Scandinavian Working Papers in Economics

Discussion Paper Series in Economics,
Norwegian School of Economics, Department of Economics

No 20/2011: Property rights and economic growth: evidence from a natural experiment

Liam Brunt ()
Additional contact information
Liam Brunt: Dept. of Economics, Norwegian School of Economics and Business Administration, Postal: NHH , Department of Economics, Helleveien 30, N-5045 Bergen, Norway

Abstract: In 1795 the British took control of the Cape colony (South Africa) from the Dutch; and in 1843 they exogenously changed the legal basis of landholding, giving more secure property rights to landholders. Since endowments and other factors were held constant, these changes offer clean tests of the effects on economic growth of colonial identity and secure property rights. The effects of both changes were immediate, positive and large. Other legal and institutional changes, such as the move to a common law system in 1827, had no such effects on economic growth.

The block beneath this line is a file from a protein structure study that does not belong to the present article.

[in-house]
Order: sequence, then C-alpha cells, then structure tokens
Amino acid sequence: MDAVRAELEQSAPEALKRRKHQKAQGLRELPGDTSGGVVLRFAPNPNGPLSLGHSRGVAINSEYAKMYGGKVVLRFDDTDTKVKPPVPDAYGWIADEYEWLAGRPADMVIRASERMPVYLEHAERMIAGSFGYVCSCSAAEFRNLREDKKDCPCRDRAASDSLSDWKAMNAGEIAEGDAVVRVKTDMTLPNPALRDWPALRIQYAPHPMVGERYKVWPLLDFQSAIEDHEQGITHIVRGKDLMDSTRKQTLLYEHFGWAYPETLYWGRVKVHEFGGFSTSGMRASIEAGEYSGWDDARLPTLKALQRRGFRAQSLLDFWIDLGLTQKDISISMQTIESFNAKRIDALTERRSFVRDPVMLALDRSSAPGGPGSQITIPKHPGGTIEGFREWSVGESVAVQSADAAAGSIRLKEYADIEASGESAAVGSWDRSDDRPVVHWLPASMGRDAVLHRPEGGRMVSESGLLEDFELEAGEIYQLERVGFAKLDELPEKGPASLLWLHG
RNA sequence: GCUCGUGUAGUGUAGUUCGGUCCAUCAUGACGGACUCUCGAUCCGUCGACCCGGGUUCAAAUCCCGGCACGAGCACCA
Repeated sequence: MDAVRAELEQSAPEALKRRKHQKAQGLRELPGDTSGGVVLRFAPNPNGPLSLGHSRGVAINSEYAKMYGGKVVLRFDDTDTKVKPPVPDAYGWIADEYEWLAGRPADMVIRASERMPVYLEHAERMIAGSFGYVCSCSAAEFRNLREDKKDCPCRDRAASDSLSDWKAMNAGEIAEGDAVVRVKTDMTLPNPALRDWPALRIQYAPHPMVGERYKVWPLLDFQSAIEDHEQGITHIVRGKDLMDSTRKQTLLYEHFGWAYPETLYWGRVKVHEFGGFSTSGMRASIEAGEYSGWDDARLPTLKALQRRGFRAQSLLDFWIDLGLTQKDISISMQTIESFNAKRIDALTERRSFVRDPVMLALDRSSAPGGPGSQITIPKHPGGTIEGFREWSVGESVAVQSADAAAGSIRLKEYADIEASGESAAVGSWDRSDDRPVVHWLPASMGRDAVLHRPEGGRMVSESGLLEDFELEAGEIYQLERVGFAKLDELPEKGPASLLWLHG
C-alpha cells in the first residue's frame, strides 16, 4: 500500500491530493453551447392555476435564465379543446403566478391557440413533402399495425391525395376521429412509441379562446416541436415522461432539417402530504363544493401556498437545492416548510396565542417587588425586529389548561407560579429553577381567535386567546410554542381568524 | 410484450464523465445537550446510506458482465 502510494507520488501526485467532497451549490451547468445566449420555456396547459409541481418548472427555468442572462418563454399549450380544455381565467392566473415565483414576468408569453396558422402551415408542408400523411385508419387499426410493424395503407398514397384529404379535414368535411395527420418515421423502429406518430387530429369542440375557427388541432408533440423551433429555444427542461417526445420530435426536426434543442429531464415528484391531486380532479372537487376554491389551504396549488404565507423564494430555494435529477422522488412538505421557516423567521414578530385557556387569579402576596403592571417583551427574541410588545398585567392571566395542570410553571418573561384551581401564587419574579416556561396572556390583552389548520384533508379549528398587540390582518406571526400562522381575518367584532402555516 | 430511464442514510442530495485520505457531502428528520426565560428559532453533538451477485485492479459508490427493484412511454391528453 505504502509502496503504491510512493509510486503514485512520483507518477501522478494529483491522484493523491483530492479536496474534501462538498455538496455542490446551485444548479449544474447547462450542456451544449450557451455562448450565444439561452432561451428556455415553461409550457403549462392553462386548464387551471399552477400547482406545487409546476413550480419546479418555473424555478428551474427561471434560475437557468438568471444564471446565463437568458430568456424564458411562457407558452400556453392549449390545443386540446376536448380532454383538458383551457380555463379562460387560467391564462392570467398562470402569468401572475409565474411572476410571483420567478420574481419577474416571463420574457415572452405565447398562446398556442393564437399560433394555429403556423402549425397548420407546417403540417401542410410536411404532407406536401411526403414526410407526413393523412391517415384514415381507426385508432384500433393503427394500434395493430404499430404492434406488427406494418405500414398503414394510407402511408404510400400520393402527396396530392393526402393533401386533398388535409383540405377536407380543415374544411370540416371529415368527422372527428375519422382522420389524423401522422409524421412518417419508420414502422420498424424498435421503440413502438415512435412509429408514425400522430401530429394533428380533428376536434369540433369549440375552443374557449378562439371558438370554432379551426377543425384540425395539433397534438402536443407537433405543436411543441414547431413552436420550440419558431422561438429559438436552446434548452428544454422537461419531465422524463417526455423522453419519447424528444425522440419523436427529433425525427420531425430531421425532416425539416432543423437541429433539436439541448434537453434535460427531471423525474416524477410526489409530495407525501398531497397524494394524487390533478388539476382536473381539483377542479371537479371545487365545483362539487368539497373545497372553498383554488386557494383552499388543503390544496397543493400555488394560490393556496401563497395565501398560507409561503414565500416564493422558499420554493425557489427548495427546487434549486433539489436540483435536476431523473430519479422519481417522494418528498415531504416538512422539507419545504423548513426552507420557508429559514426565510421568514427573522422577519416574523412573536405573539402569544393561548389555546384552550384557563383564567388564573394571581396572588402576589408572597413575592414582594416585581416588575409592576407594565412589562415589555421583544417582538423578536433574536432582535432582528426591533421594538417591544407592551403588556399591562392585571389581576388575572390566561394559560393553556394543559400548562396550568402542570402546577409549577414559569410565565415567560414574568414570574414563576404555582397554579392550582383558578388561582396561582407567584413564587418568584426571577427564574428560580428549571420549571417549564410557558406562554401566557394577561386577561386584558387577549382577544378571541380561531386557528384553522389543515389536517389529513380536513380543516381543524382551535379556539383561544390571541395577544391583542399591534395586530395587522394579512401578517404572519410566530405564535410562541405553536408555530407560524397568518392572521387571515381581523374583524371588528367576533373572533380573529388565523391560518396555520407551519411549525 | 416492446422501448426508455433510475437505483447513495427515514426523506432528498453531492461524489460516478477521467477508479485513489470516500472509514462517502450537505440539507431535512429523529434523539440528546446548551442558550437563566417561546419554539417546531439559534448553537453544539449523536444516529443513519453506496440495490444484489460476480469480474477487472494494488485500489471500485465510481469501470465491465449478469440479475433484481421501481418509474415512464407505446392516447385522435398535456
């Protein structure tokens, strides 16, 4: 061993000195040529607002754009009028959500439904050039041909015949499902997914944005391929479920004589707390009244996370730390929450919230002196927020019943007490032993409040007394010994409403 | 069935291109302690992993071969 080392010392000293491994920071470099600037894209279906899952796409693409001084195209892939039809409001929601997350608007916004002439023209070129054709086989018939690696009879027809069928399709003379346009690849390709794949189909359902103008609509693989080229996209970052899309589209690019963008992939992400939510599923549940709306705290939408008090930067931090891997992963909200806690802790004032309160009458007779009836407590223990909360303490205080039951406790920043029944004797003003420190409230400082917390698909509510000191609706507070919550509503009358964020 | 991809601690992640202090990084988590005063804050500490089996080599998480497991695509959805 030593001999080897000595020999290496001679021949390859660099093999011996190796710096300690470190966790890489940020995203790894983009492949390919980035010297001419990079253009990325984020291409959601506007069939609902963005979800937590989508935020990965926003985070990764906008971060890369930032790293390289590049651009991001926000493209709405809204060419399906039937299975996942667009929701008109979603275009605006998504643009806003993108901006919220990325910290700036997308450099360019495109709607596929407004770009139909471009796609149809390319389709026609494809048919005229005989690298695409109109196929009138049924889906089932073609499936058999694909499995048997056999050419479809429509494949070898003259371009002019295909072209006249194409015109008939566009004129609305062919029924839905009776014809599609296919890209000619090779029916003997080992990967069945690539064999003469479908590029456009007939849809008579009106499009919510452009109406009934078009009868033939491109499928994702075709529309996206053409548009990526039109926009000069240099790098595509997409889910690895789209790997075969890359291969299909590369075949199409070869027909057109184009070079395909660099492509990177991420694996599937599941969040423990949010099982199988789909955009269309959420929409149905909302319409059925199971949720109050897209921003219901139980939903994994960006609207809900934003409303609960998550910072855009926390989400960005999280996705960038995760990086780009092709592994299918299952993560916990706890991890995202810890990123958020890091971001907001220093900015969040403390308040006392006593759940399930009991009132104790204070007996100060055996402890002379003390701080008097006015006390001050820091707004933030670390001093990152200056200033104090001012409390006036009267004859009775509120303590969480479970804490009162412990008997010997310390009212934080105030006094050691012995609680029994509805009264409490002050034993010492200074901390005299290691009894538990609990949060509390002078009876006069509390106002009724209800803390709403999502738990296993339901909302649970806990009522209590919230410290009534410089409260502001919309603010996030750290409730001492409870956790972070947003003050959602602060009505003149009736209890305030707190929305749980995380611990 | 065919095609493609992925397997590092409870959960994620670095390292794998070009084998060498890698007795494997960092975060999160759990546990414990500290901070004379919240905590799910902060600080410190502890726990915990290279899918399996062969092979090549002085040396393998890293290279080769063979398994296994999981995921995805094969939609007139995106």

Keywords: Economic growth; legal origins; property rights

JEL-codes: N47; O43

48 pages, December 8, 2011

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